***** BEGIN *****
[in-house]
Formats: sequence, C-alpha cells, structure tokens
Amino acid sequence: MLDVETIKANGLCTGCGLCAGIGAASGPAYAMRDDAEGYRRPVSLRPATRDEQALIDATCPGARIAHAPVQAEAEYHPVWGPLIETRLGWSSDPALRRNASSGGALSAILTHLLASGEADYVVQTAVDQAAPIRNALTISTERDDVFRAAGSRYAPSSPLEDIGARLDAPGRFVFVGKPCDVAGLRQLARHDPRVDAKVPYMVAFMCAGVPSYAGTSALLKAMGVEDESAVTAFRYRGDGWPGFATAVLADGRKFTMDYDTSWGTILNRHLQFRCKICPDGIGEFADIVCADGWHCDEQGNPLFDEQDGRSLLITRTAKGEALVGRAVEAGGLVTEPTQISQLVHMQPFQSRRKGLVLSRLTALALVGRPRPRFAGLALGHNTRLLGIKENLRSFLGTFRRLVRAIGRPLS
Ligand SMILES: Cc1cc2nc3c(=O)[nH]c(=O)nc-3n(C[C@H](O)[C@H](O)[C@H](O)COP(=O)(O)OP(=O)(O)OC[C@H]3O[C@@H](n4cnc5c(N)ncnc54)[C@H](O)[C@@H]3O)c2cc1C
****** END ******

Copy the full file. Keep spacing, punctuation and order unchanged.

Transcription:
[in-house]
Formats: sequence, C-alpha cells, structure tokens
Amino acid sequence: MLDVETIKANGLCTGCGLCAGIGAASGPAYAMRDDAEGYRRPVSLRPATRDEQALIDATCPGARIAHAPVQAEAEYHPVWGPLIETRLGWSSDPALRRNASSGGALSAILTHLLASGEADYVVQTAVDQAAPIRNALTISTERDDVFRAAGSRYAPSSPLEDIGARLDAPGRFVFVGKPCDVAGLRQLARHDPRVDAKVPYMVAFMCAGVPSYAGTSALLKAMGVEDESAVTAFRYRGDGWPGFATAVLADGRKFTMDYDTSWGTILNRHLQFRCKICPDGIGEFADIVCADGWHCDEQGNPLFDEQDGRSLLITRTAKGEALVGRAVEAGGLVTEPTQISQLVHMQPFQSRRKGLVLSRLTALALVGRPRPRFAGLALGHNTRLLGIKENLRSFLGTFRRLVRAIGRPLS
Ligand SMILES: Cc1cc2nc3c(=O)[nH]c(=O)nc-3n(C[C@H](O)[C@H](O)[C@H](O)COP(=O)(O)OP(=O)(O)OC[C@H]3O[C@@H](n4cnc5c(N)ncnc54)[C@H](O)[C@@H]3O)c2cc1C